The flow of refugees to Uganda shows no signs of abating. Every day, approximately 300 South Sudanese cross the border to escape insecurity and lack of food in their country. Since conflict erupted there in December between the army, loyal to President Salva Kiir, and forces supporting former Vice President Riek Machar, more than 66,000 South Sudanese have taken refuge in Adjumani district in northern Uganda.
New camp for refugees
Upon their arrival, they are housed in the Nyumanzi transit centre, which is now overcrowded. The centre’s capacity is 3,700, but the refugees today number approximately 10,000. They must wait there before being transferred to a permanent camp. Ugandan authorities are setting up a new camp where refugees will receive materials to build a hut and a small plot of land to farm, but finding land takes time.
More consultations, vaccinations and screenings
Given the influx at the transit centre, MSF has increased its capacity for action to provide more medical consultations, vaccinations (including against measles and polio) and screenings for children suffering from malnutrition.
Dr Chiara Baruzzi, an MSF doctor, recalls one of the malnourished children identified, a three-month-old malnourished infant brought by his grandmother in March. The baby’s family had been attacked in South Sudan and both parents were killed. “The grandmother told me that she fled when her grandson was just six days old. She walked, stopped along the way, and finally arrived in Uganda, three months later. All she had to feed the newborn was sugar water and goat’s milk.” The baby was hospitalised as soon as he was seen and received intensive nutritional treatment.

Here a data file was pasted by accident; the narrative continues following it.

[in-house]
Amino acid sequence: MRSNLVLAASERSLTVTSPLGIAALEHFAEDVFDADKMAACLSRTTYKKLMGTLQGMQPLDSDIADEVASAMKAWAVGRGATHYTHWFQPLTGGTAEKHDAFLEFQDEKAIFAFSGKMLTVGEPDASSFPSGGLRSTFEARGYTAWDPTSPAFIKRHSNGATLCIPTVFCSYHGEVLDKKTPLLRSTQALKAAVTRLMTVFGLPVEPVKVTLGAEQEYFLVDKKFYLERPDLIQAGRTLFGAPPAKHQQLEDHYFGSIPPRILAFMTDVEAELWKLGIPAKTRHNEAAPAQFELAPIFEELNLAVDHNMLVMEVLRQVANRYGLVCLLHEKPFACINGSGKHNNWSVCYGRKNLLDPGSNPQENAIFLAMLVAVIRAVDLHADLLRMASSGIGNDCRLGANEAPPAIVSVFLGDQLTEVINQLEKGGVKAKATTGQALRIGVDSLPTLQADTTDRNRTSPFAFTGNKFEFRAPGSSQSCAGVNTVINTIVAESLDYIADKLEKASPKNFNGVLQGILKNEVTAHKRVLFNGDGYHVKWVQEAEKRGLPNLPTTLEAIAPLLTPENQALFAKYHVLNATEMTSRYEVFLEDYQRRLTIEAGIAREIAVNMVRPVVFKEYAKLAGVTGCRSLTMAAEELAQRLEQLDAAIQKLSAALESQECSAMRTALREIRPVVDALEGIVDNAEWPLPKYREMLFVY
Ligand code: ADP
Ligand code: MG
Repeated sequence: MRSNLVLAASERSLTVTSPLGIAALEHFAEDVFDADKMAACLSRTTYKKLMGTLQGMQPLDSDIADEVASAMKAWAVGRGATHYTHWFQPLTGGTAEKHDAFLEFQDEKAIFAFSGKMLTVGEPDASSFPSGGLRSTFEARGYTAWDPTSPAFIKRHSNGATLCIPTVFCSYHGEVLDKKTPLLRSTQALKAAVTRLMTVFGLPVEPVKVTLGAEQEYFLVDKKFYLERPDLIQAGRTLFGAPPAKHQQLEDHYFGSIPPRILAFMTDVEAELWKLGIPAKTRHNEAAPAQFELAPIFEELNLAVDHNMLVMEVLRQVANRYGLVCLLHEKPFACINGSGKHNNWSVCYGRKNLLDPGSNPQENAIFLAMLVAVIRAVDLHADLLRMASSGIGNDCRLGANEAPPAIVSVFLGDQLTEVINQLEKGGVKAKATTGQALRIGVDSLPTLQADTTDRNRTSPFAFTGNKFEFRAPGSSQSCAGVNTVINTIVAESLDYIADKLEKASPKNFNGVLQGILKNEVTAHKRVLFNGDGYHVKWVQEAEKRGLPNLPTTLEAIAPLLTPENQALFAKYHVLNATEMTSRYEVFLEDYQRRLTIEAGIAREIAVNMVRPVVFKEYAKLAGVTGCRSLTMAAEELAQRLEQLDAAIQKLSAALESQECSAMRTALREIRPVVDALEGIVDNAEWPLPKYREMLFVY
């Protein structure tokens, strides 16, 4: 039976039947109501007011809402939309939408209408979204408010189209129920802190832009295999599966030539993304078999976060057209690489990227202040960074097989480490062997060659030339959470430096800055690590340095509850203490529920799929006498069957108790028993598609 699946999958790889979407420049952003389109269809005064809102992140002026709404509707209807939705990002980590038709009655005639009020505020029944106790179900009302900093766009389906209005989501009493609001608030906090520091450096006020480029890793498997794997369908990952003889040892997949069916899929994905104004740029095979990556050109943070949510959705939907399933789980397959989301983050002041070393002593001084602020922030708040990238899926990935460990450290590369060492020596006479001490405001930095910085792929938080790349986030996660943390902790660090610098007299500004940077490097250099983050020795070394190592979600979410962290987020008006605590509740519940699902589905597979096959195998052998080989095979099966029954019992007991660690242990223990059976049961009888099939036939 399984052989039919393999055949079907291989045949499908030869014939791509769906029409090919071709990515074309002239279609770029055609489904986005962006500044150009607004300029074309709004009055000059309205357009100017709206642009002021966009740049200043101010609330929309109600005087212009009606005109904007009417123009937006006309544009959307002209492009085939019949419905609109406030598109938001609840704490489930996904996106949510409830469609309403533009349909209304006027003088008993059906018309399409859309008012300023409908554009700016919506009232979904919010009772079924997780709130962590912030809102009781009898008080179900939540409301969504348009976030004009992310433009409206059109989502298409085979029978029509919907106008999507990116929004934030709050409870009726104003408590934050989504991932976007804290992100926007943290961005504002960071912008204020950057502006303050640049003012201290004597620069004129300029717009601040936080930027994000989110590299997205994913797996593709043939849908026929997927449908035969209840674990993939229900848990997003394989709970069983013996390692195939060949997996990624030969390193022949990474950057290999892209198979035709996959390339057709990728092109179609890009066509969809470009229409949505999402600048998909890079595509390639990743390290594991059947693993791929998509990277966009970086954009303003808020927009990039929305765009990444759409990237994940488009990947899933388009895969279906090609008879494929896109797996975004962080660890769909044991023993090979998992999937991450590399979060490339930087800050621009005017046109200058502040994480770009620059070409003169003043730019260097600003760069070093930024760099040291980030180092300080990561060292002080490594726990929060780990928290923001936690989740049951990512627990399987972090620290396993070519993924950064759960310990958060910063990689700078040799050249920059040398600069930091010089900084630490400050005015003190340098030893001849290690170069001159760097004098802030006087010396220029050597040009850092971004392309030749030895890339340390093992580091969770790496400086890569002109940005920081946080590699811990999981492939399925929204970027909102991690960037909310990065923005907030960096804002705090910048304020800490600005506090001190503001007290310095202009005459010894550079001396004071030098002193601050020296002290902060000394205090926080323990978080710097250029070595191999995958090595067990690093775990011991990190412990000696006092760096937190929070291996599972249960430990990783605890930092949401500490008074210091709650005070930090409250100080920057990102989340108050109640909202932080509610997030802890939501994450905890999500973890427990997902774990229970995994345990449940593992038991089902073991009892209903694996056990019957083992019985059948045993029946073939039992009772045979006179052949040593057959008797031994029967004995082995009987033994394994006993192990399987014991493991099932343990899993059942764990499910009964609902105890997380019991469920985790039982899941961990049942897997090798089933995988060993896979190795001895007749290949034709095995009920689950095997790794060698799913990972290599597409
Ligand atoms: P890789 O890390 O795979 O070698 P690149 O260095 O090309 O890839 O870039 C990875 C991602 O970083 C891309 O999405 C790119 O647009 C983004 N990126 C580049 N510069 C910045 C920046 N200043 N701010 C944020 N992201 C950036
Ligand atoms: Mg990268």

Overall, however, “rates of infant malnutrition are not alarming and neither is the health situation,” says Ruben Pottier, MSF’s head of mission in Uganda. This reflects conditions in both the transit centre and the permanent camps in Adjumani, where MSF is working and has set up an epidemiological monitoring system. MSF teams are also conducting medical consultations and malnutrition screening at Nyumanzi (25,000 people), Ayilo (17,000 people) and Baratuky (5,000 people).
Observation beds at Ayilo health centre
Observation beds have also been installed at the Ayilo health centre, and pregnant women without complications can give birth there. A facility has been set up in Dzaipi to handle complicated deliveries and provide prenatal care. MSF built a hospitalisation unit and clinic there. Patients who require hospitalisation and children with severe malnutrition who require intensive nutritional treatment are transferred to this 40-bed hospital.
MSF is nearly the only medical organisation in these refugee camps and must therefore handle a large volume of patients. Between early January, when the projects were launched, and early April, MSF held 20,092 medical consultations and conducted 251 deliveries. The primary illnesses are malaria (23 per cent of cases) respiratory infections, measles, meningitis and diarrhoeal diseases. However, with the start of the rainy season, cases of watery diarrhoea and malaria could increase sharply.